Empowering Women’s Health: Breaking Down the Bias
Reclaiming the Medical System Women's Empowerment in 2024
Women set to reclaim the male-dominated medical system in 2024
Image by Studio Firma / Stocksy
Welcome to the VoiceAngel editorial pitch meeting, where the worlds of beauty and fashion collide with the overarching need to champion women’s health. As we dive into the depths of research and knowledge, we realize something perplexing: a disparity in medical research when it comes to women. Strange, right? Especially considering we, an all-women editorial team, are writing for an audience predominantly made up of women. It’s time to bring the focus back to women’s health, and we expect the tides to turn very soon.
Meet the Experts: The Female Powerhouses
Let’s introduce you to Stacy Sims, Ph.D., an exercise physiologist and nutrition scientist on a mission to revolutionize exercise and nutrition for women. With her extensive research background at esteemed institutions like Stanford, AUT University, and the University of Waikato, she’s dedicated to improving the understanding of women’s health and performance.
Then we have Abbie Smith-Ryan, Ph.D., a professor of exercise physiology at the University of North Carolina. Her expertise lies in metabolism, sports nutrition, and exercise performance. With projects funded by prestigious institutions like the National Institutes of Health, Smith-Ryan is leading the charge in bridging the research gap for women in both healthy and clinical populations.
Women Are Not Just Small Men: Unveiling the Disconnect
For decades, women have been left out of medical research, and while the original intentions may have been good, it’s time to unveil the stark reality. From excluding women of childbearing age in thalidomide-related fears to the historical concept of “female hysteria,” there’s no denying that women have been left out of the narrative.
But fear not, change is on the horizon. In 2014, the NIH declared that sex must be considered as a biological variable in all studies. No more exclusion of women without valid reasoning. Let’s leave behind the ludicrous excuses like “exclusion due to a menstrual cycle,” as voiced by Stacy Sims, Ph.D., who justifiably questions the validity of such arguments.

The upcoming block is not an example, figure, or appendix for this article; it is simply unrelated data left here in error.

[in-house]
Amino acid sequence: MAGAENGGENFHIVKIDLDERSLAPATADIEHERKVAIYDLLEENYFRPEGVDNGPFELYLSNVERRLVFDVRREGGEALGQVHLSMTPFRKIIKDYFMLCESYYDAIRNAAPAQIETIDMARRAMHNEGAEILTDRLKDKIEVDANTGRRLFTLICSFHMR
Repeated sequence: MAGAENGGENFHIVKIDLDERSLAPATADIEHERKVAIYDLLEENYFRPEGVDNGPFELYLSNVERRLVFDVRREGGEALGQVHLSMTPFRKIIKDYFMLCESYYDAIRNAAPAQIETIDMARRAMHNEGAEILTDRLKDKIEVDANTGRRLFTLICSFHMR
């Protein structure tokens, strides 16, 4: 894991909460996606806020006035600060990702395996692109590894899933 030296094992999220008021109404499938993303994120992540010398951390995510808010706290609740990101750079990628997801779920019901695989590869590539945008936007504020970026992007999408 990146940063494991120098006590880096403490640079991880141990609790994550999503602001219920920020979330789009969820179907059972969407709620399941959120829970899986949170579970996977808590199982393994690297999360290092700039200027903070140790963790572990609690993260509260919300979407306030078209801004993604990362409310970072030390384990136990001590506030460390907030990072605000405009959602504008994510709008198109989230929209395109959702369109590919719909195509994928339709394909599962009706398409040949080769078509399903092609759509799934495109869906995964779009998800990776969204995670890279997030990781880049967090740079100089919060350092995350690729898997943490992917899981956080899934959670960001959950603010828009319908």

However, even when women are included in studies, there are shortcomings. Many researchers fail to address crucial factors like hormonal status, leading to flawed conclusions. Women’s bodies are not just an afterthought, and shoving them into the same protocols as men does a disservice to both genders.
The Consequences of Reductionist Research: A Reality Check
The repercussions of neglecting women’s health are not just physical but also mental. Women often face adverse drug reactions at double the rate of men due to a lack of gender-specific dosing information. Misunderstandings surrounding blood pressure thresholds leave women with higher risks of heart disease and late hypertension diagnoses. Moreover, women’s pain, both physical and mental, is frequently minimized, leaving them feeling unheard and devalued.
The Building Femtech & Women’s Research Revolution
It’s time to rewrite the narrative. Championing the cause of women’s health are pioneers like Abbie Smith-Ryan, Ph.D., who prioritizes women-specific data in her research lab. First Lady Jill Biden has even announced the White House Initiative on Women’s Health Research, aiming to advance women’s health research in collaboration with various governmental bodies.
And let’s not forget Stacy Sims, Ph.D., who not only sits on ethics boards but also offers a groundbreaking online course called “Women Are Not Small Men.” To revolutionize menstrual health, Sims is developing an at-home testing kit to assess markers from menstrual fluid—an innovation that could bridge the accessibility gap in healthcare.
Watch This Space: A Revolution Begins
That femtech revolution we’ve been awaiting? It’s here. We’re witnessing the birth of women-centric products like the Nella Specula, a modern speculum designed by women for women. No more discomfort during pelvic exams, thanks to a bill designed with the patient’s comfort in mind.
Even long-standing issues like urinary tract infections during catheterization are being addressed, with inventions like the PureWick system, offering a noninvasive solution. And platforms like Allara connect women with chronic hormonal conditions to experts, ushering in a new era of personalized care.
Forecasting the Future: Women-Led Change
Envision a world where women took the reins in shaping modern medicine. Their complex health metrics would be commonplace, an integral part of research design. We’re not quite there yet, but the tides are turning. By 2024, women-led actions will reshape healthcare and research, dismantling the injustices of the past.
So here’s to strong women. May we know them, may we be them, may we raise them—and may we fight for their health. Join us on this incredible journey, where beauty and fashion intersect with empowering women to take charge of their well-being. Together, we will build a future where women’s health is no longer overlooked but celebrated.
What are your thoughts on the current state of women’s health research? Drop us a comment below and let’s keep the conversation going!